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Ever wonder how dispensaries determine the levels of THC, CBD or other cannabinoids in your favorite strain? Each plant—even those from the same batch of seeds—can have a different chemical profile. The process of separating and identifying a plant’s chemicals requires testing conducted at state-of-the-art laboratories.

Twenty years ago advocates for cannabis legalization would fantasize about government-mandated marijuana testing. One of the arguments against cannabis legalization at the time was that the drug was unsafe because users didn’t know what compounds were present in the black market weed they bought. There were even stories—most were propaganda, of course—about joints “laced” with other substances, like PCP or formaldehyde. One of the counter-arguments—in favor of legalization—was that regulation and government oversight would make consumption safer.

These days, thanks to the ever-growing legal cannabis market, there are labs that do business solely with marijuana companies. These labs can determine the profile of a strain and give patients a clear idea of what it is they’re buying. It’s a literal dream come true.

When a sample is sent to a lab, it’s entered into a digital inventory system that tracks it throughout the process. The sample is inspected through a high-magnification microscope before being frozen in dry ice and cryogenically ground into a fine powder that can be dissolved completely in a solution. The solution-laden sample is then put into a vortex, where it is agitated to evenly spread out the contents of the sample. The shaken-up sample is then placed in a sonic bath, where it is further agitated through applied sound energy. This process separates the cannabinoids from the plant matter in the solution.

The sample is then sent through a centrifuge that spins the sample at high speeds to separate the solution from the useless plant matter, allowing technicians to extract a clean sample. The solution is diluted and placed into a liquid chromatograph, a piece of equipment that can separate a sample into its individual parts.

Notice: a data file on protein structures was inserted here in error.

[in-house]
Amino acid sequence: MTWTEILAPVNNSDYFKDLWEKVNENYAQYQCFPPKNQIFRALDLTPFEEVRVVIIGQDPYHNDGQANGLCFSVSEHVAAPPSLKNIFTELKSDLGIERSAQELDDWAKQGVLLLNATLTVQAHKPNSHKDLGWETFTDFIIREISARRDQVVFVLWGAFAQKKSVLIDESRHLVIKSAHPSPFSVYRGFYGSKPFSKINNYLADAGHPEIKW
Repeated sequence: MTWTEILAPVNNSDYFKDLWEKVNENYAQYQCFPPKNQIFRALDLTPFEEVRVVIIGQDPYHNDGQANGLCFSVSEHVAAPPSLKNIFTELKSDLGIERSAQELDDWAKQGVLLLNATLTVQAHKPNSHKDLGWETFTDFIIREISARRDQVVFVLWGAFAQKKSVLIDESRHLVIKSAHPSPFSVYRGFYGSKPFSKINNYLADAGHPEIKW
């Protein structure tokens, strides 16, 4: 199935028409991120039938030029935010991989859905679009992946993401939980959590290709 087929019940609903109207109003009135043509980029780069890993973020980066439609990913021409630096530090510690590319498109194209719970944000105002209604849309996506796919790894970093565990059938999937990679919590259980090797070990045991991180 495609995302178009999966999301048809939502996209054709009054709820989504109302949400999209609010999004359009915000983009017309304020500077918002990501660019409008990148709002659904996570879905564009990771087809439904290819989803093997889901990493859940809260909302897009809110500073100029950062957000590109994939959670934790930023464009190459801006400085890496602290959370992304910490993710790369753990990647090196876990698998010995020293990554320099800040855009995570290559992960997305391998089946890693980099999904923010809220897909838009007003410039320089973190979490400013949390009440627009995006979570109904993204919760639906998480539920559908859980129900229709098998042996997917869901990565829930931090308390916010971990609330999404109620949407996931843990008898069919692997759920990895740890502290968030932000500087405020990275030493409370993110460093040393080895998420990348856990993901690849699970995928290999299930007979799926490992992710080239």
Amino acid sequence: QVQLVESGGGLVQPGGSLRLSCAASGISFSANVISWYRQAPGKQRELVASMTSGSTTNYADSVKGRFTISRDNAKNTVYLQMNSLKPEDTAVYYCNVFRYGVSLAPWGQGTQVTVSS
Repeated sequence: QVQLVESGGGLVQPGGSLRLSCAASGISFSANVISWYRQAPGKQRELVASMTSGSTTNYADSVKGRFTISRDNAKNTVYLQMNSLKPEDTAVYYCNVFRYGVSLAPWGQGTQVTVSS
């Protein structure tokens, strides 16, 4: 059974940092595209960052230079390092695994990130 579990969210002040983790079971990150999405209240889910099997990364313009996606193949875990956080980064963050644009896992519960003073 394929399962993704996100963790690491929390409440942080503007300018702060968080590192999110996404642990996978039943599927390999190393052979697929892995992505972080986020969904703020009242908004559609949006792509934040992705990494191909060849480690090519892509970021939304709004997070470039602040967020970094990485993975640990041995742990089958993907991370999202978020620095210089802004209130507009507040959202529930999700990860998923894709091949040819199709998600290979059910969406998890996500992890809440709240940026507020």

The sample is also tested for pesticides by running it through a mass spectrometer. In addition the sample is tested for mold and bacteria.

The results of all of these tests are ultimately put together in a lab report that is sent to the dispensary and used to make labels.

New Mexico law currently requires dispensaries to note a product’s THC and CBD volume on the label, but some advocates are calling for more transparent practices that could include other cannabinoids and terpenes as well. It’s unclear if the state’s Department of Health is likely to make those labeling rules more stringent.

One pragmatic problem with adding more labeling requirements is space. There are many different compounds found in any given sample of marijuana, and only so much label space on a bottle. Environmentally conscious dispensaries are already put in an awkward position when they try to find a responsible container to hold single grams of flower and attach a label that’s big enough to have all the important information listed.

The answer might be market-driven, though. A few dispensaries already list CBN or CBG content alongside THC and CBD on their labels as a courtesy to customers. If enough patients make it clear that they want more detailed cannabinoid reports, then the producers will likely find a way to provide it. They wouldn’t even need to put the reports on individual bottles; dispensaries could just keep a publicly available list handy.

One thing is for sure: Clarity is always appreciated by patients, and transparency can go a long way toward making them happy.